Day 4 of 30 Days/30 Ways ~~~The One-Day Volunteer

Volunteer Opportunities Unlimited!

Charities couldn’t accomplish all the great things they do without the amazing help of volunteers.  You don’t have to have a lot of time on your hands to make a valueable contribution to the causes you care about.  Many volunteers “specialize,” choosing one charitable event that they can  come out to year after year. 

Some sign on for spring shifts, manning the barbecue at community fairs or overseeing fun activities at festivals and golf tournatments that benefit nonprofits.  Others prefer summer or winter opportunities, like helping out charitable lemonade stands or gift wraps centers at Christmas where money is raised for worthy causes. 

Ongoing regular volunteer opportunities are definitely available, but even if you can only devote one or two days a year, it is an important endevour.

One day at a time. Offer your services as just one day a year for communal events like International Coastal Cleanup day ( or Family Volunteer Day (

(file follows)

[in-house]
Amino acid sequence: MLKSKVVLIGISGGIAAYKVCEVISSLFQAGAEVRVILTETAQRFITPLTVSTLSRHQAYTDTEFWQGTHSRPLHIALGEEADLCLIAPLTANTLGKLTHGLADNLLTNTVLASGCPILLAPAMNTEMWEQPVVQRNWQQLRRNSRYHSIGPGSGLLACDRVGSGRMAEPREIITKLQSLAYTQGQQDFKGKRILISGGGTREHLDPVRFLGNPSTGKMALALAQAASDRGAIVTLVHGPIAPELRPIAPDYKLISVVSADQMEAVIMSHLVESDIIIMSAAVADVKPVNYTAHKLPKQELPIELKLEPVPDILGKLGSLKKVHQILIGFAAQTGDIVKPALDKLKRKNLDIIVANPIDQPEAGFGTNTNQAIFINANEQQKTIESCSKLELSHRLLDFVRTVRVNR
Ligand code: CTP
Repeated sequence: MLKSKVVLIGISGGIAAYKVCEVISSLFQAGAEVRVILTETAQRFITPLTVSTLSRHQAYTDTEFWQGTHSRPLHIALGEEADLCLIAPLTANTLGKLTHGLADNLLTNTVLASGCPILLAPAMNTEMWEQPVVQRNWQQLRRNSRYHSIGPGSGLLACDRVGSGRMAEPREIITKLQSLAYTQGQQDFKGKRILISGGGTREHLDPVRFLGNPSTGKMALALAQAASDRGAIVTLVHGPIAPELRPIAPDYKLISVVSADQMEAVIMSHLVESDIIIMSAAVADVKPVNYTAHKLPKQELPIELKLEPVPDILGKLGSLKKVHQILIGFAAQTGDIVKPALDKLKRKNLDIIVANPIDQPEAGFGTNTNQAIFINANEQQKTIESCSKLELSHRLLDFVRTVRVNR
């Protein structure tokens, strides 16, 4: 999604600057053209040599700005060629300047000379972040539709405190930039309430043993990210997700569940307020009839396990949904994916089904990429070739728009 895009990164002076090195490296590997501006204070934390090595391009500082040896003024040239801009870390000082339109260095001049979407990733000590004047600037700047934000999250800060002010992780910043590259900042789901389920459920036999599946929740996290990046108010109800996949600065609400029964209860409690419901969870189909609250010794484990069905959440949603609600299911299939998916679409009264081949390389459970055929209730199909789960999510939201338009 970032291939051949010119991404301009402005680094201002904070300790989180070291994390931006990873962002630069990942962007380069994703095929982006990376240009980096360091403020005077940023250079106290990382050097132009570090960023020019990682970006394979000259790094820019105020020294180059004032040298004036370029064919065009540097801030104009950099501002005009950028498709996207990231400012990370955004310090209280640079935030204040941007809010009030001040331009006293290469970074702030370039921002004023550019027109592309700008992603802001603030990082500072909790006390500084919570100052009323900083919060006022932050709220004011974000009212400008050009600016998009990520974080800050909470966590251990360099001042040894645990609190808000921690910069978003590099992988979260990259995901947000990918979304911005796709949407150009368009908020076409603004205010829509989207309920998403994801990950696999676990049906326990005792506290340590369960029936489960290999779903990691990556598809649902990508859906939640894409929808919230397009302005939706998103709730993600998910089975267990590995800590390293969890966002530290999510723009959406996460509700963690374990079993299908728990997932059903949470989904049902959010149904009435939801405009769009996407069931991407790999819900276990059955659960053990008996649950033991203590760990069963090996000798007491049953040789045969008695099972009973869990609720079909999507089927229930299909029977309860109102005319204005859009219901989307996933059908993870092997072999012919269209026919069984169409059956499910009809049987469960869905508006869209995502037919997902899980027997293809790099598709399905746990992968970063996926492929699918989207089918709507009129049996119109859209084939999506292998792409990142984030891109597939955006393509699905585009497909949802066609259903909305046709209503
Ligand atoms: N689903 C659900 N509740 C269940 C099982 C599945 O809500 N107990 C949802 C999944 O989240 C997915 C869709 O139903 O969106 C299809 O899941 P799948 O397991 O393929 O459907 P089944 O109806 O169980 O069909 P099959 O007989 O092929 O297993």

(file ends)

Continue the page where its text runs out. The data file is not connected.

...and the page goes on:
Don’t Forget Our GIVEAWAY!!!
~ This month, Everyday Philanthropist will shine the spotlight on volunteers. Go to our Facebook page to share your personal stories, read firsthand testimonials from current volunteers and be inspired by the “30 Days/30 Ways” tips on how to lend a helping hand.

A prize pack, including signed copies of How to Be an Everyday Philanthropist : 330 Ways to Make a Difference in your Home, Community and World – At no Cost! (Workman, 2009) will be awarded to people doing good across the country.

In addition, you will be featured on Everyday Philanthropist’s blog and may be featured in an upcoming book. Here’s how to enter. Share your personal way of how you like to give back (no matter how grand or slight) at our Facebook Fan Page. Its that easy!